“We do have a contract with a power plant in Butte, and that helps a little, but we really need load-following capacity,” she said. Load-following power plants produce most of their electricity during the day when cost and demand are highest.

They shut down or reduce their output at night when demand and price drop, according to Wikipedia.

NWE currently contracts with Idaho Power for load-following services, Ms. Rapkoch said. But it is uncertain if that power will be available for long.

“The probable future is that firming and ancillary services are becoming harder and harder to come by,” Ms. Rapkoch said, and she reiterated that NWE didn’t own its own generation resources.

As back-up power resources get scarcer and more expensive, the company has had to look at building its own, she said. She noted that that was why House Bill 25, pending before the Montana Legislature this session, was so important to the company. The bill, which has passed the House and been transmitted to the Senate, would allow NWE to build its own plants, and the first use of such a facility might be to provide the utility with firming power, she said.

Will Rosquist, a rate analyst for the PSC, concurred that NWE would have to provide its own ancillary power if the third party market dried up. Failure to do so was not an option.

“They are a control area operator,” he said. “They have the responsibility to maintain the voltage on the line.”

Both NorthWestern Energy and Invenergy had testified before the PSC on the status of the wind farm, Mr. Carter said, and both testified that it benefited the grid and the community. The commissioner’s concern seemed to be that the predicted numbers and the resulting numbers weren’t exactly the same.

Mr. Carter noted that the power that NWE contracted for with Judith Gap was less expensive than the energy reserved in the company’s PPL contract, and it was still less expensive than power that was currently available on the market.

Addressing the problem of integrating wind power into the grid, the Invenergy executive said that NorthWestern had signed a memorandum of understanding with power providers PacificCorp and Idaho Power that would allow each utility to help compensate for the other’s power imbalances.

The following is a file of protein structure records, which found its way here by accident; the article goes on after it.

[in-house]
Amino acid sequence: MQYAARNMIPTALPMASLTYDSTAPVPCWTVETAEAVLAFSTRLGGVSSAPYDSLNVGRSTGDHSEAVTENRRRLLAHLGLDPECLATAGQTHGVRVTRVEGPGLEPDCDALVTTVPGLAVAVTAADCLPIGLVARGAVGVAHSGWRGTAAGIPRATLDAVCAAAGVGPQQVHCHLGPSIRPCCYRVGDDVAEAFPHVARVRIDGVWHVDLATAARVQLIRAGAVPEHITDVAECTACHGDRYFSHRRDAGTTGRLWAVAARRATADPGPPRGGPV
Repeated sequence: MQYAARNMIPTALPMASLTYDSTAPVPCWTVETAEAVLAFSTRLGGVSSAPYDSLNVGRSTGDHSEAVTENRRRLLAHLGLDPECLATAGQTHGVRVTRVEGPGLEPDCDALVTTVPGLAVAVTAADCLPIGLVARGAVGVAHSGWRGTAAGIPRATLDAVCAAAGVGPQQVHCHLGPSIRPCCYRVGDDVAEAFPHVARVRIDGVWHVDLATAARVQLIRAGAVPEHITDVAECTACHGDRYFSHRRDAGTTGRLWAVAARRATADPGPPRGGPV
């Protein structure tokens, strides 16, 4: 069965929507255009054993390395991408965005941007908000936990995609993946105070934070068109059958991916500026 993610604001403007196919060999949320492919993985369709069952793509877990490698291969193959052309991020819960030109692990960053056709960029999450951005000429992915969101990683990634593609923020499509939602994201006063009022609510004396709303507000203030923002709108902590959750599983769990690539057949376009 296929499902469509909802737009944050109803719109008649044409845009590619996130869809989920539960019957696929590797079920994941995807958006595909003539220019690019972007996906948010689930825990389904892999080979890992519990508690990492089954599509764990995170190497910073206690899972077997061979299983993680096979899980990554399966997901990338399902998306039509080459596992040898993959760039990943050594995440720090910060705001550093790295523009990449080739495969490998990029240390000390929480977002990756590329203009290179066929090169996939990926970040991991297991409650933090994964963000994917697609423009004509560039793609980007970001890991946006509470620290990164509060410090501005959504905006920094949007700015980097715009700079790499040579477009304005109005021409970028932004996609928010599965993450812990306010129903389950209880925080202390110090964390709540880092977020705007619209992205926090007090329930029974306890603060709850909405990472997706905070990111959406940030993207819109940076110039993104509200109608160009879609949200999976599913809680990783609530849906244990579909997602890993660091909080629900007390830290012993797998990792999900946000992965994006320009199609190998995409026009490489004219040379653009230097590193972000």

While hopeful, Mr. Rosquist felt that it was too early to tell if the alliance would have a significant impact on NWE’s integration problems.

Mr. Carter thought that the real potential of Montana wind power lay in its export. He said that direct transmission of power from Judith Gap into the mid-Columbia Basin would be ideal.

“I really think that’s the long range play for Montana.” It matches what happened to Colstrip, he said. The basin contained lots of dams and hydro and power lines. “Wind and dams work well together. Ideally a line would be built directly to them without messing with the Montana grid.”

Mr. Molnar also saw export as a possible solution to wind’s problems.

He said that so much wind power capacity was being built in the Northwest that the region’s ancillary services would be used up within a year. At that point Montana would have two choices. Montana could build its own gas plant and provide its own ancillary services “at a horribly ugly cost,” or the wind-generated electricity could be sold to the Canadians and Californians. He preferred the latter option.

“We should take this contract off the backs of the people of Montana,” he said.

It was the people’s Legislature, however, that mandated that NorthWestern Energy turn to green power. In April 2005 the governor signed Senate Bill 415 into law. It required that at least 5 percent of the electricity purchased by public utilities be from renewable sources by 2008. By 2015 the law requires that 15 percent of the power purchased be renewable, a U.S. Department of Energy website said. Currently Judith Gap provides Montana’s default supplier with 8 percent of its power, and at the moment wind seems to be the only renewable that has a chance of meeting the law’s requirement.

Bound by legislative mandate, squeezed by the market, bereft of its own generation facility and tasked with maintaining the integrity of its portion of the grid, NorthWestern energy turns into the wind and finds the going rough.

By Jim Larson


5 April 2007

This article is the work of the source indicated. Any opinions expressed in it are not necessarily those of National Wind Watch.

The copyright of this article resides with the author or publisher indicated. As part of its noncommercial educational effort to present the environmental, social, scientific, and economic issues of large-scale wind power development to a global audience seeking such information, National Wind Watch endeavors to observe “fair use” as provided for in section 107 of U.S. Copyright Law and similar “fair dealing” provisions of the copyright laws of other nations. Send requests to excerpt, general inquiries, and comments via e-mail.